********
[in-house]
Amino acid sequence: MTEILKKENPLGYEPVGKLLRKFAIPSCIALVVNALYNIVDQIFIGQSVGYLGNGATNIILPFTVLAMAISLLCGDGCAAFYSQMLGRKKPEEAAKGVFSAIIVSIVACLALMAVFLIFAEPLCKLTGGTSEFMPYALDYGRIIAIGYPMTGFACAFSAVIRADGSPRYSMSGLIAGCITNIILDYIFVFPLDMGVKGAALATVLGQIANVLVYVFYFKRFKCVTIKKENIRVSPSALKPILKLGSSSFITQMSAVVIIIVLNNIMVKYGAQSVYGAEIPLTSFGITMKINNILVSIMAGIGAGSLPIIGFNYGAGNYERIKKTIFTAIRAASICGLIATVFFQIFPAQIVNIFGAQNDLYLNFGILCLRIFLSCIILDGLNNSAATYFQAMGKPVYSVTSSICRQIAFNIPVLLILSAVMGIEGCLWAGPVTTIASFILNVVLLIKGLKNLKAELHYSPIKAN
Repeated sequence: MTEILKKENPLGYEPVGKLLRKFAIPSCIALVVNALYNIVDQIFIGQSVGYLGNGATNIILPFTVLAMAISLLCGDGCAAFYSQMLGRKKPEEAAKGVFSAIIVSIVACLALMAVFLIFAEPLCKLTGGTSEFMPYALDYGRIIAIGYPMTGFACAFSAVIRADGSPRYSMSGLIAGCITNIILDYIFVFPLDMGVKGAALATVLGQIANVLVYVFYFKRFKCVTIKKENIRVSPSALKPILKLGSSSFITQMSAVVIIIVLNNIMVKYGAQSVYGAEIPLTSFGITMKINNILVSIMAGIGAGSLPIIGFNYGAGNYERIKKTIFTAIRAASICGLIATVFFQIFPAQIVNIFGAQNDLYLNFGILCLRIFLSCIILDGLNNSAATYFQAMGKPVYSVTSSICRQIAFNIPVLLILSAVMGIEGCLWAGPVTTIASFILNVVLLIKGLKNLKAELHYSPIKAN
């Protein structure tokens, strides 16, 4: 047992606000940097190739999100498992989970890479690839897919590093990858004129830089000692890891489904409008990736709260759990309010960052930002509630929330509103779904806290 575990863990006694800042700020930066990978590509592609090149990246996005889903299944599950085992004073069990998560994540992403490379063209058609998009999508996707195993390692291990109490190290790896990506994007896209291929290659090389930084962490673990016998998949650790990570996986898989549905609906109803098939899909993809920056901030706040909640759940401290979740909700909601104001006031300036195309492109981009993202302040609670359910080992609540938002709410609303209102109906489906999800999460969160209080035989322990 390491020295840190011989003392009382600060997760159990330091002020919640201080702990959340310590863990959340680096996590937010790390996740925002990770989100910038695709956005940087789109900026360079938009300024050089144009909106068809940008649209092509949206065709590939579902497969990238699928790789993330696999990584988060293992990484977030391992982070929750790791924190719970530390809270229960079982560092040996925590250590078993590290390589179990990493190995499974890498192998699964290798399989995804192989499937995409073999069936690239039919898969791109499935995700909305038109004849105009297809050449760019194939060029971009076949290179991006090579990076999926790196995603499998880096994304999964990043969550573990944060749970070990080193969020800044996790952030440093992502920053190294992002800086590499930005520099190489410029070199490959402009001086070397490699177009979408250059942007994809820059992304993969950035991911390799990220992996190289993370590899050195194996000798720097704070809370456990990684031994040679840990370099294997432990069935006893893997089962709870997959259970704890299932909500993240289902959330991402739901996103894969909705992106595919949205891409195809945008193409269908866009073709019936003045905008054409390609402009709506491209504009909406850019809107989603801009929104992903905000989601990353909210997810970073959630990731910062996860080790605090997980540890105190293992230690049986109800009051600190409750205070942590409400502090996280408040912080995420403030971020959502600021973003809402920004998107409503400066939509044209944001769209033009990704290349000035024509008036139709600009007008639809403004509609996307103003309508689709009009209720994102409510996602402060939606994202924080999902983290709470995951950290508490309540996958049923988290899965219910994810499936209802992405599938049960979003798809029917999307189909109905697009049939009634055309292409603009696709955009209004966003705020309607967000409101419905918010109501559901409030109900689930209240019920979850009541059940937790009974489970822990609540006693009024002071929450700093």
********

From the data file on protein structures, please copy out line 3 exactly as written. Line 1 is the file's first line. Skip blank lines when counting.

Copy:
Repeated sequence: MTEILKKENPLGYEPVGKLLRKFAIPSCIALVVNALYNIVDQIFIGQSVGYLGNGATNIILPFTVLAMAISLLCGDGCAAFYSQMLGRKKPEEAAKGVFSAIIVSIVACLALMAVFLIFAEPLCKLTGGTSEFMPYALDYGRIIAIGYPMTGFACAFSAVIRADGSPRYSMSGLIAGCITNIILDYIFVFPLDMGVKGAALATVLGQIANVLVYVFYFKRFKCVTIKKENIRVSPSALKPILKLGSSSFITQMSAVVIIIVLNNIMVKYGAQSVYGAEIPLTSFGITMKINNILVSIMAGIGAGSLPIIGFNYGAGNYERIKKTIFTAIRAASICGLIATVFFQIFPAQIVNIFGAQNDLYLNFGILCLRIFLSCIILDGLNNSAATYFQAMGKPVYSVTSSICRQIAFNIPVLLILSAVMGIEGCLWAGPVTTIASFILNVVLLIKGLKNLKAELHYSPIKAN